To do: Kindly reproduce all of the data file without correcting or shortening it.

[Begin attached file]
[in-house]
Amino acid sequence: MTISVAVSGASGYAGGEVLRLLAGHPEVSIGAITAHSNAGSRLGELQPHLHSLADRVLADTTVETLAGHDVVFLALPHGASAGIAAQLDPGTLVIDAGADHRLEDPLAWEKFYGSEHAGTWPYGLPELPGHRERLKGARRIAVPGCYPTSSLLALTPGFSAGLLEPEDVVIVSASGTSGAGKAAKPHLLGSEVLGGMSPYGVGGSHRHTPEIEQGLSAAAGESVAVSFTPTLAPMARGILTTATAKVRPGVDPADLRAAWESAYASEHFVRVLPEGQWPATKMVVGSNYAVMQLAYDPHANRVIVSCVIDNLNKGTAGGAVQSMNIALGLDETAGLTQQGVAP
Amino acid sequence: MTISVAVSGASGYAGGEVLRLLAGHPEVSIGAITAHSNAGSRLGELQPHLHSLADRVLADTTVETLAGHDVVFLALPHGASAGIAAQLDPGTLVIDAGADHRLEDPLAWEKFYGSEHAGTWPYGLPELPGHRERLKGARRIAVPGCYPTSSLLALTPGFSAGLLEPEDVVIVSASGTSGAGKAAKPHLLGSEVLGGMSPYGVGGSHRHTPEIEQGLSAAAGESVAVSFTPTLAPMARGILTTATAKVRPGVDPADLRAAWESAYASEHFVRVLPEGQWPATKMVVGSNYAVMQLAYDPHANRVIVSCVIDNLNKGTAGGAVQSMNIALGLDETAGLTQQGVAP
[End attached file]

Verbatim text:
[in-house]
Amino acid sequence: MTISVAVSGASGYAGGEVLRLLAGHPEVSIGAITAHSNAGSRLGELQPHLHSLADRVLADTTVETLAGHDVVFLALPHGASAGIAAQLDPGTLVIDAGADHRLEDPLAWEKFYGSEHAGTWPYGLPELPGHRERLKGARRIAVPGCYPTSSLLALTPGFSAGLLEPEDVVIVSASGTSGAGKAAKPHLLGSEVLGGMSPYGVGGSHRHTPEIEQGLSAAAGESVAVSFTPTLAPMARGILTTATAKVRPGVDPADLRAAWESAYASEHFVRVLPEGQWPATKMVVGSNYAVMQLAYDPHANRVIVSCVIDNLNKGTAGGAVQSMNIALGLDETAGLTQQGVAP
Amino acid sequence: MTISVAVSGASGYAGGEVLRLLAGHPEVSIGAITAHSNAGSRLGELQPHLHSLADRVLADTTVETLAGHDVVFLALPHGASAGIAAQLDPGTLVIDAGADHRLEDPLAWEKFYGSEHAGTWPYGLPELPGHRERLKGARRIAVPGCYPTSSLLALTPGFSAGLLEPEDVVIVSASGTSGAGKAAKPHLLGSEVLGGMSPYGVGGSHRHTPEIEQGLSAAAGESVAVSFTPTLAPMARGILTTATAKVRPGVDPADLRAAWESAYASEHFVRVLPEGQWPATKMVVGSNYAVMQLAYDPHANRVIVSCVIDNLNKGTAGGAVQSMNIALGLDETAGLTQQGVAP